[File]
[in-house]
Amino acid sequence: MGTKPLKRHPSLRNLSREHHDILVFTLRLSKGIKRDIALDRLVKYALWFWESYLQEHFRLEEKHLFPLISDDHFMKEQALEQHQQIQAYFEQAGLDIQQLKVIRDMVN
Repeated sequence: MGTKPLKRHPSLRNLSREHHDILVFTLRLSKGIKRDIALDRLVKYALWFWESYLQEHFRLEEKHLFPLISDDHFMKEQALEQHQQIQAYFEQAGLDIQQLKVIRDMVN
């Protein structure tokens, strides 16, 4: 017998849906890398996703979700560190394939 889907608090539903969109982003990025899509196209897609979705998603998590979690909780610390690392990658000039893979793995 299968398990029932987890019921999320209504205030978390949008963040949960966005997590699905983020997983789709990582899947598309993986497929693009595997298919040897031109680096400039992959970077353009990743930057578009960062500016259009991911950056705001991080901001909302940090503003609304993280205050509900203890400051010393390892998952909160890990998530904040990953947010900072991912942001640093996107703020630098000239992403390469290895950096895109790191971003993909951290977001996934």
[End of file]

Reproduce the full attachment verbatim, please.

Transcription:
[in-house]
Amino acid sequence: MGTKPLKRHPSLRNLSREHHDILVFTLRLSKGIKRDIALDRLVKYALWFWESYLQEHFRLEEKHLFPLISDDHFMKEQALEQHQQIQAYFEQAGLDIQQLKVIRDMVN
Repeated sequence: MGTKPLKRHPSLRNLSREHHDILVFTLRLSKGIKRDIALDRLVKYALWFWESYLQEHFRLEEKHLFPLISDDHFMKEQALEQHQQIQAYFEQAGLDIQQLKVIRDMVN
């Protein structure tokens, strides 16, 4: 017998849906890398996703979700560190394939 889907608090539903969109982003990025899509196209897609979705998603998590979690909780610390690392990658000039893979793995 299968398990029932987890019921999320209504205030978390949008963040949960966005997590699905983020997983789709990582899947598309993986497929693009595997298919040897031109680096400039992959970077353009990743930057578009960062500016259009991911950056705001991080901001909302940090503003609304993280205050509900203890400051010393390892998952909160890990998530904040990953947010900072991912942001640093996107703020630098000239992403390469290895950096895109790191971003993909951290977001996934």